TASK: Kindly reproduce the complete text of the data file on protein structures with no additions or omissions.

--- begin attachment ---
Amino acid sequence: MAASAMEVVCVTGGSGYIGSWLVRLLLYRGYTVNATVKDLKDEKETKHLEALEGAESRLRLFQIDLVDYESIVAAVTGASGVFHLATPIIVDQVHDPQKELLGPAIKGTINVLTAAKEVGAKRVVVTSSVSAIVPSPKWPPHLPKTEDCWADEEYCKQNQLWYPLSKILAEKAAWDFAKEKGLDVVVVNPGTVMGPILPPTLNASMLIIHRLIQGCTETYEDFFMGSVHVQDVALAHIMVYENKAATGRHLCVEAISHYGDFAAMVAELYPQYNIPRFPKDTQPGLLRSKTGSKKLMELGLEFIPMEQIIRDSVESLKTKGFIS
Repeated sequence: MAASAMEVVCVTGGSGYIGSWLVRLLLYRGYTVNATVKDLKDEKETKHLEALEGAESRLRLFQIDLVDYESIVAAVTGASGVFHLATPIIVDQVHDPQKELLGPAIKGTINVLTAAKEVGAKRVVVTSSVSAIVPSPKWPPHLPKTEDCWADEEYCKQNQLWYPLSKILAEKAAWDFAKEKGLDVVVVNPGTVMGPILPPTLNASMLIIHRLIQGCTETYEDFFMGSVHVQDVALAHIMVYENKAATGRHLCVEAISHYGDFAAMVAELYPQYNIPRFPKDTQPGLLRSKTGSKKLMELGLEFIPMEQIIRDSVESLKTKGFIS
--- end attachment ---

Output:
Amino acid sequence: MAASAMEVVCVTGGSGYIGSWLVRLLLYRGYTVNATVKDLKDEKETKHLEALEGAESRLRLFQIDLVDYESIVAAVTGASGVFHLATPIIVDQVHDPQKELLGPAIKGTINVLTAAKEVGAKRVVVTSSVSAIVPSPKWPPHLPKTEDCWADEEYCKQNQLWYPLSKILAEKAAWDFAKEKGLDVVVVNPGTVMGPILPPTLNASMLIIHRLIQGCTETYEDFFMGSVHVQDVALAHIMVYENKAATGRHLCVEAISHYGDFAAMVAELYPQYNIPRFPKDTQPGLLRSKTGSKKLMELGLEFIPMEQIIRDSVESLKTKGFIS
Repeated sequence: MAASAMEVVCVTGGSGYIGSWLVRLLLYRGYTVNATVKDLKDEKETKHLEALEGAESRLRLFQIDLVDYESIVAAVTGASGVFHLATPIIVDQVHDPQKELLGPAIKGTINVLTAAKEVGAKRVVVTSSVSAIVPSPKWPPHLPKTEDCWADEEYCKQNQLWYPLSKILAEKAAWDFAKEKGLDVVVVNPGTVMGPILPPTLNASMLIIHRLIQGCTETYEDFFMGSVHVQDVALAHIMVYENKAATGRHLCVEAISHYGDFAAMVAELYPQYNIPRFPKDTQPGLLRSKTGSKKLMELGLEFIPMEQIIRDSVESLKTKGFIS